I would say the main job of the stage manager is to instill a sense of calm and trust over the rehearsal and performance process. You simply must create a sense of trust within the venue and the company that they know you will have their back. Have confidence in your timeline for the day, your production staff and the material. Prepare yourself as much as possible for rehearsals. Just like the dancers and production staff, I have to rehearse as well! Before I even get into rehearsals with the company for A Christmas Carol, I sit down with the script and music or DVD from last year and listen. I will sit in my kitchen and call the show as the music plays. So then, once I get into the studio with the company, I am refreshed on last years show and can accept any changes that come my way this year without fear. The more I am prepared, the more the company can trust me.

What are your favorite parts of the work?

The whole experience of watching a show come together is just amazing. When the crew nails their scene changes, the dancers move with purpose and stick their choreography, the sound and lights come together! When it all falls into place, that is my favorite part. I can't forget my other favorite part of this company. Watching CCB grow into a flourishing company has been an amazing ride. Being with them every step of the way and watching as each show gets better and more professional. It feels like an honor to grow with them and watch them shine! 

SET CONSTRUCTION

[PETE, SR.]

Tell us your role in the production of ACC  and what that means.

My role with Charm City Ballet's production of A Christmas Carol over the last 5 seasons is wide and varied. My main function is to help with the stage scenery and effects. Essentially, I construct the set pieces you see on stage, and help with special affects when appropriate. In this production, Scrooge's bed, the office desks, and the tombstone are a few of the pieces for which I am responsible. The fog effect that you see during the scene with Marley and the graveyard are also something I provide.

What are some of the most important aspects of your job and why are they important to the show?

None of this is done alone, as my wife Tammy provides creativity and often physical labor to accomplish the job. We arrive the first day at the theater to deliver the set (among other things), and stay every day throughout the production, ready to do whatever needs to be done.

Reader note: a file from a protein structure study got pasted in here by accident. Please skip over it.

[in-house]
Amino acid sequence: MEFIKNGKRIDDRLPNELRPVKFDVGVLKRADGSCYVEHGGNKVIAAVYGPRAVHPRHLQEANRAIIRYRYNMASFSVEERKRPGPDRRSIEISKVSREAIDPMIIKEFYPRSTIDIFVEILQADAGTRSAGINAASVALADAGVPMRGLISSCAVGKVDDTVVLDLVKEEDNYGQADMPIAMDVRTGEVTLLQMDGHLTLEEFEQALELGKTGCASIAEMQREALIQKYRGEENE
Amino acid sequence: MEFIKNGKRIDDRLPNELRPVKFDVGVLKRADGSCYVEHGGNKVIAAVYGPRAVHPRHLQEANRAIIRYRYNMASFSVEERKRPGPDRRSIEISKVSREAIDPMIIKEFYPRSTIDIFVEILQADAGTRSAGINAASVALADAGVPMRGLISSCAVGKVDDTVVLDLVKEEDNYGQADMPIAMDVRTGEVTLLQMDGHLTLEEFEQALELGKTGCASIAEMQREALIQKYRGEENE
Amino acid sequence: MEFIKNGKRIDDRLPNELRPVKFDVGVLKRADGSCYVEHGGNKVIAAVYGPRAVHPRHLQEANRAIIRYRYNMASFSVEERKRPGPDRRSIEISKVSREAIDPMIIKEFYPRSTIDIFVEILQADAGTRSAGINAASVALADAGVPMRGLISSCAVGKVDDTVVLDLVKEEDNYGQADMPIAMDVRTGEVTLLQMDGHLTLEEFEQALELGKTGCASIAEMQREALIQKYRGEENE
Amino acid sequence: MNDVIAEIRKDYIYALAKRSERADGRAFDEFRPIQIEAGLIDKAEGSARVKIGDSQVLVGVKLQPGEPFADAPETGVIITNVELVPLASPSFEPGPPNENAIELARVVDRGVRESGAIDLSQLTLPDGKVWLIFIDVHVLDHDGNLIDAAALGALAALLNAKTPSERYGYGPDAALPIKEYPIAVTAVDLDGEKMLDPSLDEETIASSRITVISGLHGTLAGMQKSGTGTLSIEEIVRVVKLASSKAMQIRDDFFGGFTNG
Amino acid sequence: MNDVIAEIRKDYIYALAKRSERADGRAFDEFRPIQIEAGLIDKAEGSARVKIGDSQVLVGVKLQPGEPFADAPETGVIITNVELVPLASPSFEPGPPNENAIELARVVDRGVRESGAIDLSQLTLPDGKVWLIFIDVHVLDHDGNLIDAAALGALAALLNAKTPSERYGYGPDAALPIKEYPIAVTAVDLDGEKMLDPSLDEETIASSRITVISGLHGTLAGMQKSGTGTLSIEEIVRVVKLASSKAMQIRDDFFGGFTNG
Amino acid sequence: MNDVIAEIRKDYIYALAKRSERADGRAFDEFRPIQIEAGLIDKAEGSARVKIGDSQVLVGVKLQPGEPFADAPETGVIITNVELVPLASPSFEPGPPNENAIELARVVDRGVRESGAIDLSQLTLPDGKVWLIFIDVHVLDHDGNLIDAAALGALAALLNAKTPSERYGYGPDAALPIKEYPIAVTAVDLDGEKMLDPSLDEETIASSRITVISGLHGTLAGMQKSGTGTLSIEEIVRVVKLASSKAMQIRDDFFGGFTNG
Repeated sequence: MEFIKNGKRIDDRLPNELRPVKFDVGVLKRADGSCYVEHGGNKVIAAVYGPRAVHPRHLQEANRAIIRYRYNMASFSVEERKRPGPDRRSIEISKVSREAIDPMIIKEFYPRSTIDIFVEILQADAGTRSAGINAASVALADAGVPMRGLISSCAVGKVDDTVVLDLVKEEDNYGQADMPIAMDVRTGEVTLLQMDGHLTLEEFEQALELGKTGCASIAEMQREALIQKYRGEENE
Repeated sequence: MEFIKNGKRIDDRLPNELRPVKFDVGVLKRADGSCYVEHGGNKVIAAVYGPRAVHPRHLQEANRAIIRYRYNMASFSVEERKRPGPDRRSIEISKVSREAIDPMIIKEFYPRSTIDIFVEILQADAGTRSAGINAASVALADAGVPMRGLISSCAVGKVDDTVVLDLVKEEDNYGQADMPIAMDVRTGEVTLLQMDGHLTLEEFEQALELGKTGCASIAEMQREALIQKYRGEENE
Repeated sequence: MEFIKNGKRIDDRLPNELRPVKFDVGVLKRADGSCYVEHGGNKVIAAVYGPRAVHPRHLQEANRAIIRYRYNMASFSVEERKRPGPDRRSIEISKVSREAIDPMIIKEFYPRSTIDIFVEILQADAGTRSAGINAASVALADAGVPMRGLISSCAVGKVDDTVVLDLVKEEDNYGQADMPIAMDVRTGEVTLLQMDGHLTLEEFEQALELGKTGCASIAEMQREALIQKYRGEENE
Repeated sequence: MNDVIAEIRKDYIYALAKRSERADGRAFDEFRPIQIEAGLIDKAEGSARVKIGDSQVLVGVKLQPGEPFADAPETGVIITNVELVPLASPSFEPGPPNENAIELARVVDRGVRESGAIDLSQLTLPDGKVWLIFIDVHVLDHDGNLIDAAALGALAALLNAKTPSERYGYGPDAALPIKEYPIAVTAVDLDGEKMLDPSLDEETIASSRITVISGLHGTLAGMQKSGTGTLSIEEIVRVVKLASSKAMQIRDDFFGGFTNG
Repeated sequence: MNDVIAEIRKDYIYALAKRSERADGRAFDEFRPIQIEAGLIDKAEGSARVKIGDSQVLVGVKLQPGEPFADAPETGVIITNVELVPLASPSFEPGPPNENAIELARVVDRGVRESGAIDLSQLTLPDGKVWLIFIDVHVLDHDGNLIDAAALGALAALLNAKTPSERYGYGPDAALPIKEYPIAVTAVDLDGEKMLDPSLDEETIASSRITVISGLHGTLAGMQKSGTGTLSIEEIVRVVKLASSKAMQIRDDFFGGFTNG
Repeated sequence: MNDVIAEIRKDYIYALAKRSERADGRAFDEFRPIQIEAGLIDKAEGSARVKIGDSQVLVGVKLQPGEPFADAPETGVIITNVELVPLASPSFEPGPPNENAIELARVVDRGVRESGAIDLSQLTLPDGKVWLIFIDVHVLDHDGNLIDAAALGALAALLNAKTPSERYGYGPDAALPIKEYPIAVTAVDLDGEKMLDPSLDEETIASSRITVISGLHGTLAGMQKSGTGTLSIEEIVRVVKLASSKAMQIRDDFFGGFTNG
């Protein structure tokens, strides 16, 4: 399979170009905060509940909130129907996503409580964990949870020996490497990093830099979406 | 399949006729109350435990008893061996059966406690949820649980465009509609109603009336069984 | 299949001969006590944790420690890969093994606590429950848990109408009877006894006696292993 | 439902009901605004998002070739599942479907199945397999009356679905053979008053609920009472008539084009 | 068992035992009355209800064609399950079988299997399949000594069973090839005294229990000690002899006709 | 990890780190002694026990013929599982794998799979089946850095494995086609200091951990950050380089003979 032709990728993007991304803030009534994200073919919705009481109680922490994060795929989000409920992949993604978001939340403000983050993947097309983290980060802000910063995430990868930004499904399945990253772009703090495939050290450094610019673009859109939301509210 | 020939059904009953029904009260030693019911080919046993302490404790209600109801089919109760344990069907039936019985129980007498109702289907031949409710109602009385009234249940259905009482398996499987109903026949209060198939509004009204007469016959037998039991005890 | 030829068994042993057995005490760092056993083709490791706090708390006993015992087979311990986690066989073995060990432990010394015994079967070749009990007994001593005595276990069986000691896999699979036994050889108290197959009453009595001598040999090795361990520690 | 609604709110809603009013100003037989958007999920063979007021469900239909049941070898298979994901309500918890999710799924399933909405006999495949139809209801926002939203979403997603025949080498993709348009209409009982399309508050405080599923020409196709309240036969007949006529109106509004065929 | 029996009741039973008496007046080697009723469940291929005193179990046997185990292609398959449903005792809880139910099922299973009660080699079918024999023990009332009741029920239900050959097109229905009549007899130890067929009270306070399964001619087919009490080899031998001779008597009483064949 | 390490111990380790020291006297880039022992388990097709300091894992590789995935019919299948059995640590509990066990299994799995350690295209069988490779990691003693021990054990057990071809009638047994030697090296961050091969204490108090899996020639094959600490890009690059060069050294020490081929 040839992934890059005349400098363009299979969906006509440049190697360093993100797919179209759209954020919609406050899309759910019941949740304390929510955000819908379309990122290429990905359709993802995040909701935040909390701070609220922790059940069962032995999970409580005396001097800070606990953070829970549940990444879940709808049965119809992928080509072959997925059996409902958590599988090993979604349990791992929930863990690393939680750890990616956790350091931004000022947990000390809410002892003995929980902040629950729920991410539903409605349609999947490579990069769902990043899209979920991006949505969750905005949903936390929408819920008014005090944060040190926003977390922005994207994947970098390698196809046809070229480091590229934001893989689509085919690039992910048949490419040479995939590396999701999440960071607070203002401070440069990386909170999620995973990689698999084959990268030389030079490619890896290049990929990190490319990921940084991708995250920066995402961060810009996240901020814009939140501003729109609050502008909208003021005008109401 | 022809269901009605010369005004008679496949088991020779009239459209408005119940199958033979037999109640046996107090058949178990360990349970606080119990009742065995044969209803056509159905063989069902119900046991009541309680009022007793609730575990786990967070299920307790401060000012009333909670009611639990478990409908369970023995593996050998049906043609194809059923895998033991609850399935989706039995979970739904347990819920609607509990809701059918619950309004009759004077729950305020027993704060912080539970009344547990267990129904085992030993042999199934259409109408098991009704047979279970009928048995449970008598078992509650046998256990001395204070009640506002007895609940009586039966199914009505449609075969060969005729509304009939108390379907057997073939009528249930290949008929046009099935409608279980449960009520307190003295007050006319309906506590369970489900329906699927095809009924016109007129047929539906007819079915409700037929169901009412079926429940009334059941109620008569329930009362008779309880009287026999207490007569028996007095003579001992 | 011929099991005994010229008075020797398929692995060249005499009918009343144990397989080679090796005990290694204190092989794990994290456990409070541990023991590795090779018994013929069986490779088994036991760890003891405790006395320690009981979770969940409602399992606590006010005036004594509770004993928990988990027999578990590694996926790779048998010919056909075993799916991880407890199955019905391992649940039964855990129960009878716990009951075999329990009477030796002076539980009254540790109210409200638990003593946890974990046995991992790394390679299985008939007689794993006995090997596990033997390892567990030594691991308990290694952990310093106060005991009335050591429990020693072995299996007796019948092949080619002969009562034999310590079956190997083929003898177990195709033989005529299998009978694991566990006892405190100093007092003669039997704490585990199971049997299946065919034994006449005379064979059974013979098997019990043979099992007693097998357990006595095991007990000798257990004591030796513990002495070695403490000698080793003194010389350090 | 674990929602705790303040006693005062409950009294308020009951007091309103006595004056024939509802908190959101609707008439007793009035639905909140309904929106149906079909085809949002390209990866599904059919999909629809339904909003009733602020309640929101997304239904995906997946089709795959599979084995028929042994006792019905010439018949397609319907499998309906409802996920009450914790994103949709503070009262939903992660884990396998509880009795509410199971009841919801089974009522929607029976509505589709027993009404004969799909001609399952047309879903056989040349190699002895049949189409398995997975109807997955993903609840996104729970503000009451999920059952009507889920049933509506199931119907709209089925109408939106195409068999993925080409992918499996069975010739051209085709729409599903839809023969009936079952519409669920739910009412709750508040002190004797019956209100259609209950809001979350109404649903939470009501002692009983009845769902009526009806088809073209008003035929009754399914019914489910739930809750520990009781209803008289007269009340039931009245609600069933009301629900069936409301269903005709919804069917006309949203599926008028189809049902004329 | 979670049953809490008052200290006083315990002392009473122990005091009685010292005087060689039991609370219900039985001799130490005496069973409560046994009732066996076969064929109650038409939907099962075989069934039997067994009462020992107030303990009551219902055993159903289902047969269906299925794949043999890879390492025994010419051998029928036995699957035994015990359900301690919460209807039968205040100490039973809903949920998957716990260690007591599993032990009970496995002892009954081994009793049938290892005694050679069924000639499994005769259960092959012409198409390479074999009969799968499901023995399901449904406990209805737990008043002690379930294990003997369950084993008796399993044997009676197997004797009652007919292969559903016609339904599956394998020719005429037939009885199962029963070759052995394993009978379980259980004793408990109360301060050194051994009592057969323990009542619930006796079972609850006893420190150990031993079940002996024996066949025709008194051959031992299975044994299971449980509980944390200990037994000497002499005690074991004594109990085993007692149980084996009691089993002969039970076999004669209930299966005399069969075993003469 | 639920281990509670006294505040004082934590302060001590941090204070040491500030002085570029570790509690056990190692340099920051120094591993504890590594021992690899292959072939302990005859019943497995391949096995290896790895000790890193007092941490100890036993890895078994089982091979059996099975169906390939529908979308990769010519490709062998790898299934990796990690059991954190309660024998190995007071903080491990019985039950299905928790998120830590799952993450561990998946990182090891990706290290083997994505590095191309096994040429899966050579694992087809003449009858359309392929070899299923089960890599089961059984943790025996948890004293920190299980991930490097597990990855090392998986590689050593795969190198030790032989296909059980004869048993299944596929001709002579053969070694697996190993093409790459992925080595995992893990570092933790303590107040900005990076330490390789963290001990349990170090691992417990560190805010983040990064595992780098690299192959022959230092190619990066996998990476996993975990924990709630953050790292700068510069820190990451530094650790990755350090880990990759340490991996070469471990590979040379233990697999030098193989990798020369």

What are your favorite parts of the work?

The best part of this job is the seeing the story come together, and hearing the audience's reaction and comments as they are moved with emotion. The dance, lighting, music, costumes, and scenery come together to delivery this story unlike any other experience.

BACKSTAGE HEAD

[KELLEIGH]

Tell us your role in the production of ACC and what that means.

I have filled the position of Backstage Head and Stage Manager for ACC in the past. As Stage Manager, the duties include being in charge of running rehearsals, creating the light cues with the designer, and calling them in time during the show to ensure that all the effects happen when they should. As a Backstage Head, it is my job to have all the set pieces organized backstage, have them positioned in the right order to bring them on and offstage smoothly, and ensure seemless set changes during the show so that the story flows uninterrupted.

What are some of the most important aspects of your job and why are they important to the show?

The most important aspect, for both positions, in my opinion is being able to communicate effectively and professionally. For all the different aspects of theater to work like a well oiled machine, everyone needs to know where things are going, when, and by whom. That way, everyone knows what to expect and injuries can be avoided. 

What are your favorite parts of the work?

I love seeing everything come together at the end, where performance and technical theater collide. All the artistic ideas come to life then, and everyone's hard work pays off. 

Anything else you'd like to add?

I've been working on the crew for every performance of ACC and show Charm City Ballet has put on, and every year I am amazed at the talent, dedication, and heart this organization brings to it. It has become a job and group that I genuinely look forward to working with, no matter the show.